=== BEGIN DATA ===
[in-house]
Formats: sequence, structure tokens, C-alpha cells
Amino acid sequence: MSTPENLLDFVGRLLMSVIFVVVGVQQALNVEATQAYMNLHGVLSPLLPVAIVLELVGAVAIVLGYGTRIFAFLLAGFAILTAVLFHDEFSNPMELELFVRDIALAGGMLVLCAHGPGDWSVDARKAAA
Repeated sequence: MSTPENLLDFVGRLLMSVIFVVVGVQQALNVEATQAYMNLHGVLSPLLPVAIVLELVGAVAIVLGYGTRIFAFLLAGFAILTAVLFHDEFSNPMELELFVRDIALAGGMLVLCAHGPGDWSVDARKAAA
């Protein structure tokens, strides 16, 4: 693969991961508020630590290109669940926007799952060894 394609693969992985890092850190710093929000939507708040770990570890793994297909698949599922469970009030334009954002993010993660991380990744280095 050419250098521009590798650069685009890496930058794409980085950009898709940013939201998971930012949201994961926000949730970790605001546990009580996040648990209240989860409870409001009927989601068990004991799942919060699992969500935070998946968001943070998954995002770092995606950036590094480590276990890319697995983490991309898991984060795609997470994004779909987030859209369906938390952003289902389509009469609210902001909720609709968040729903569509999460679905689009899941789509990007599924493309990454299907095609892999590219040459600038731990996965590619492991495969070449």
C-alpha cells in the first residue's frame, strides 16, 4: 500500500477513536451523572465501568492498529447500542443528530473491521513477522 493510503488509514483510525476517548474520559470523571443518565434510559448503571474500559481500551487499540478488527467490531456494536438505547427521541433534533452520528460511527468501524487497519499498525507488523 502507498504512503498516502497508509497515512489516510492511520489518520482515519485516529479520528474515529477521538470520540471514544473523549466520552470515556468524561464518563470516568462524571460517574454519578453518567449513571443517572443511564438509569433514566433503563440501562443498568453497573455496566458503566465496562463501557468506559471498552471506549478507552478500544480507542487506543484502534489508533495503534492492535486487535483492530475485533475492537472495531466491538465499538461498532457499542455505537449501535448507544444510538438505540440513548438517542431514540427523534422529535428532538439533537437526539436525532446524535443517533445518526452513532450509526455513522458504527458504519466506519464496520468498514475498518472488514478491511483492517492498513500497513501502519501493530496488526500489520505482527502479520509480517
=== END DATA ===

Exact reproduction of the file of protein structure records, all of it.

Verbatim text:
[in-house]
Formats: sequence, structure tokens, C-alpha cells
Amino acid sequence: MSTPENLLDFVGRLLMSVIFVVVGVQQALNVEATQAYMNLHGVLSPLLPVAIVLELVGAVAIVLGYGTRIFAFLLAGFAILTAVLFHDEFSNPMELELFVRDIALAGGMLVLCAHGPGDWSVDARKAAA
Repeated sequence: MSTPENLLDFVGRLLMSVIFVVVGVQQALNVEATQAYMNLHGVLSPLLPVAIVLELVGAVAIVLGYGTRIFAFLLAGFAILTAVLFHDEFSNPMELELFVRDIALAGGMLVLCAHGPGDWSVDARKAAA
């Protein structure tokens, strides 16, 4: 693969991961508020630590290109669940926007799952060894 394609693969992985890092850190710093929000939507708040770990570890793994297909698949599922469970009030334009954002993010993660991380990744280095 050419250098521009590798650069685009890496930058794409980085950009898709940013939201998971930012949201994961926000949730970790605001546990009580996040648990209240989860409870409001009927989601068990004991799942919060699992969500935070998946968001943070998954995002770092995606950036590094480590276990890319697995983490991309898991984060795609997470994004779909987030859209369906938390952003289902389509009469609210902001909720609709968040729903569509999460679905689009899941789509990007599924493309990454299907095609892999590219040459600038731990996965590619492991495969070449």
C-alpha cells in the first residue's frame, strides 16, 4: 500500500477513536451523572465501568492498529447500542443528530473491521513477522 493510503488509514483510525476517548474520559470523571443518565434510559448503571474500559481500551487499540478488527467490531456494536438505547427521541433534533452520528460511527468501524487497519499498525507488523 502507498504512503498516502497508509497515512489516510492511520489518520482515519485516529479520528474515529477521538470520540471514544473523549466520552470515556468524561464518563470516568462524571460517574454519578453518567449513571443517572443511564438509569433514566433503563440501562443498568453497573455496566458503566465496562463501557468506559471498552471506549478507552478500544480507542487506543484502534489508533495503534492492535486487535483492530475485533475492537472495531466491538465499538461498532457499542455505537449501535448507544444510538438505540440513548438517542431514540427523534422529535428532538439533537437526539436525532446524535443517533445518526452513532450509526455513522458504527458504519466506519464496520468498514475498518472488514478491511483492517492498513500497513501502519501493530496488526500489520505482527502479520509480517